There are different types of Employment Agreements available to employers and employees that are suitable for different employment structures.

Fixed Term Agreements

The employment will come to an end on a specific date for a specific reason or on the happening of a specific event.  Fixed Term Agreements are good in terms of project work, or for providing cover while another employee is on leave, but a key point to remember is that a Fixed Term Agreement cannot be used as a way of assessing whether the employee is suitable for the job.  There has to be a genuine reason for the fixed term, such as covering for an employee on maternity leave and these types of agreements also cannot be used when the job should be a permanent one.  Fixed term agreements can become permanent if they are repeatedly rolled over and/or there is no longer a genuine reason for the fixed term.

Casual Agreements

The law requires casual agreements to be linked to casual work arrangements.  This means there is no obligation on the employer to provide work, nor is there an obligation on the employee to accept work offered.  This type of arrangement can get tricky if the employment becomes continual and can then be deemed to be a permanent agreement.  One example is where an employee was given rostered shifts on an ongoing basis.  This was not ‘as and when required’ and cost the employer over $7,200 payable to the employee.  Holiday pay can, if it is too difficult to do otherwise, be paid on an as you go basis but it must be separately identified in each pay.

Permanent Full or Part Time Agreements

As the name suggests these are permanent employees on a full time or part time basis and are the most common employment agreements.  Most will contain a notice period stating that the employer can terminate the employment on so much notice.  Do not be fooled by such a clause as an employer cannot terminate without good cause and having followed a proper process regarding performance or discipline.  See our Guides to Discipline and Performance on our website or call me for copies.  An employee can give the required notice at any time without reason.

90 Day Trial Period

This is not a separate agreement type but is a clause inserted into some employment agreements .  The employee can be dismissed within the trial period without the ability to bring a personal grievance for dismissal.  They can still claim other remedies such as discrimination on racial or religious grounds or for non payment of wages.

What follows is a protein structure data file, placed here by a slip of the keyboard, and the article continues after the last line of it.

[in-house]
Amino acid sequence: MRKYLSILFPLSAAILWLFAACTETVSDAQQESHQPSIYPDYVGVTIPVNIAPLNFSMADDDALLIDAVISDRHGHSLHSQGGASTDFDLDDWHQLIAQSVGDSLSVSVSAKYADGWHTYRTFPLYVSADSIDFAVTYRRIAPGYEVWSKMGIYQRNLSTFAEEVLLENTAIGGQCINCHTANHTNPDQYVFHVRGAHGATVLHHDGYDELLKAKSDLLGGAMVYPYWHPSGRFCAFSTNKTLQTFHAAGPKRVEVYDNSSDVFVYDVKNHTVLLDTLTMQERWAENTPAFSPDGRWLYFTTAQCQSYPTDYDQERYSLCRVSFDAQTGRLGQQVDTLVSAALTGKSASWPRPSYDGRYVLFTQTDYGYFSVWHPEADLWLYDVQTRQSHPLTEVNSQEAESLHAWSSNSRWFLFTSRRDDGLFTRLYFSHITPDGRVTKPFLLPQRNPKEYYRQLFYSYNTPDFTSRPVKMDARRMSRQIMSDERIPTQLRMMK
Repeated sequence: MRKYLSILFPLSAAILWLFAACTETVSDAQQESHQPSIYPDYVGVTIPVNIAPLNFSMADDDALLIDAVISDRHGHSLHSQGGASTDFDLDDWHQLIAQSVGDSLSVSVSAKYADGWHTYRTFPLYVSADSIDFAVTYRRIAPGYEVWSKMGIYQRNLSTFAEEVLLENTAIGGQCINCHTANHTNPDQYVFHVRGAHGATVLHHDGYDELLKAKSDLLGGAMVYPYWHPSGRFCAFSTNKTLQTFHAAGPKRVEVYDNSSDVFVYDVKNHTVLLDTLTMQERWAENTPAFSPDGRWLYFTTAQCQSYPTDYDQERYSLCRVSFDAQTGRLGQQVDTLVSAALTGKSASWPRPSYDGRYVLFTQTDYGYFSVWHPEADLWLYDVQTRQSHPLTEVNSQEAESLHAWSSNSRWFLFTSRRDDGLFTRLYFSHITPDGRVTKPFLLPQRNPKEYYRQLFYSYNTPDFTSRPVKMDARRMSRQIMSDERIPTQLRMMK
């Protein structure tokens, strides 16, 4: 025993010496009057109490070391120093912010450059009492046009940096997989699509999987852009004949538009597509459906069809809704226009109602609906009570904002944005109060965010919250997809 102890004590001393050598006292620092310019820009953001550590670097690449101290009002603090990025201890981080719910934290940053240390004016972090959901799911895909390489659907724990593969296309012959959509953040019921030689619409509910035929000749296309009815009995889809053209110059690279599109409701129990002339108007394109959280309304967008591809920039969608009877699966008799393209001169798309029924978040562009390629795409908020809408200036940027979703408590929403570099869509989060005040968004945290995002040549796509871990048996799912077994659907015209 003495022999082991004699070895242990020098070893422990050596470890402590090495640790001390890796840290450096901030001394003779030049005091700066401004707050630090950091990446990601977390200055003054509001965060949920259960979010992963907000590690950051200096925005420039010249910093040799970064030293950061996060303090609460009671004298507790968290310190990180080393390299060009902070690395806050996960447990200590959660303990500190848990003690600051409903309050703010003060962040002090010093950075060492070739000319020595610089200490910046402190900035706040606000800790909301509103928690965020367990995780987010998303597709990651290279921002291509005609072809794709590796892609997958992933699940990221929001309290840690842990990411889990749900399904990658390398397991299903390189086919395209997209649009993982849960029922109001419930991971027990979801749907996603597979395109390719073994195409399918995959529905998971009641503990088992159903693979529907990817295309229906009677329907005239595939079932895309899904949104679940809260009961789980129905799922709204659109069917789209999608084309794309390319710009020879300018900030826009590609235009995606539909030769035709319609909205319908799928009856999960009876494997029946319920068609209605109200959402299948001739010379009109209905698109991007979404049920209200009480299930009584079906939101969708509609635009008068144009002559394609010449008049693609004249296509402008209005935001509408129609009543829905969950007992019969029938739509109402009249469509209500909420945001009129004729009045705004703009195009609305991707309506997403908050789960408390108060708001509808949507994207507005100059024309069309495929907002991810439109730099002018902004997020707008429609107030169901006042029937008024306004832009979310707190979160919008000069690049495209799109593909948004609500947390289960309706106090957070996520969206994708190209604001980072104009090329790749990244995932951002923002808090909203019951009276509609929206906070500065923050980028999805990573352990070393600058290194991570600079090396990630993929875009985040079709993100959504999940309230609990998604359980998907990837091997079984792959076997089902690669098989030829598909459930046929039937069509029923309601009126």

Trial Period

Again not a type of agreement but some agreements specify a trial period.  They can be used for a workforce of any number of employees.  The employee cannot be dismissed at the end of the period unless their performance is below acceptable standards and they have been given reasonable opportunities to improve.

Independent Contractor Agreement

This is not an Employment Agreement and independent contractors do not receive all the rights that employees do under employment legislation.  However, this type of scenario allows a contractor to control how and when the work is done, he or she makes a profit or loss directly and usually supplies his or her own equipment and materials.  The contractor is responsible for payment of their own taxes, ACC and insurances.  Independent contractor agreements must be carefully worded to avoid being held by the Courts to be employment agreements in disguise.  The Courts will look at the degree of control the “employer” has over the “employee” such as a requirement to be at work between specific hours, perform specific duties and receive an hourly wage.

Special rules apply to film industry workers where the contract stipulation that the person is an independent contractor is determinative of the issue.

If you would like a specific Employment Agreement or Independent Contractor Agreement tailor-made to suit the requirements of your business, give Alan Knowsley a call for a free initial relaxed chat about how we can help you.